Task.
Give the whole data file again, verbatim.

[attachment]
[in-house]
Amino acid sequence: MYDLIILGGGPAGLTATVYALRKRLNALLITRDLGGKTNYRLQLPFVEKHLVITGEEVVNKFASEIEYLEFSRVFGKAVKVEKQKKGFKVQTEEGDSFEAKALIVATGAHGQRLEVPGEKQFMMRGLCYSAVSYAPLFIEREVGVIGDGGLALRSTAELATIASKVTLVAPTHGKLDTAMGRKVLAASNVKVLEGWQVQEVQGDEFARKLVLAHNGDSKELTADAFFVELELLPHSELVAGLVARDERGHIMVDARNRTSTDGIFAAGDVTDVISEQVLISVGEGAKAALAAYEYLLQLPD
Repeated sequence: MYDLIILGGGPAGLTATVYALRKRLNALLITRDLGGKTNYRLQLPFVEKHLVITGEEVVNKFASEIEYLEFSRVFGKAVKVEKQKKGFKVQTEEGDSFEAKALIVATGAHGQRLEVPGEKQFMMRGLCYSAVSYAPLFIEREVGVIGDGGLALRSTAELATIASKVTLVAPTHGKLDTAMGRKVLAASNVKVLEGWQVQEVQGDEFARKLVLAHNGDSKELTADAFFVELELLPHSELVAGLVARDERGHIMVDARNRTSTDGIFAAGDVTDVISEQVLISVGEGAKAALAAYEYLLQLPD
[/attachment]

[in-house]
Amino acid sequence: MYDLIILGGGPAGLTATVYALRKRLNALLITRDLGGKTNYRLQLPFVEKHLVITGEEVVNKFASEIEYLEFSRVFGKAVKVEKQKKGFKVQTEEGDSFEAKALIVATGAHGQRLEVPGEKQFMMRGLCYSAVSYAPLFIEREVGVIGDGGLALRSTAELATIASKVTLVAPTHGKLDTAMGRKVLAASNVKVLEGWQVQEVQGDEFARKLVLAHNGDSKELTADAFFVELELLPHSELVAGLVARDERGHIMVDARNRTSTDGIFAAGDVTDVISEQVLISVGEGAKAALAAYEYLLQLPD
Repeated sequence: MYDLIILGGGPAGLTATVYALRKRLNALLITRDLGGKTNYRLQLPFVEKHLVITGEEVVNKFASEIEYLEFSRVFGKAVKVEKQKKGFKVQTEEGDSFEAKALIVATGAHGQRLEVPGEKQFMMRGLCYSAVSYAPLFIEREVGVIGDGGLALRSTAELATIASKVTLVAPTHGKLDTAMGRKVLAASNVKVLEGWQVQEVQGDEFARKLVLAHNGDSKELTADAFFVELELLPHSELVAGLVARDERGHIMVDARNRTSTDGIFAAGDVTDVISEQVLISVGEGAKAALAAYEYLLQLPD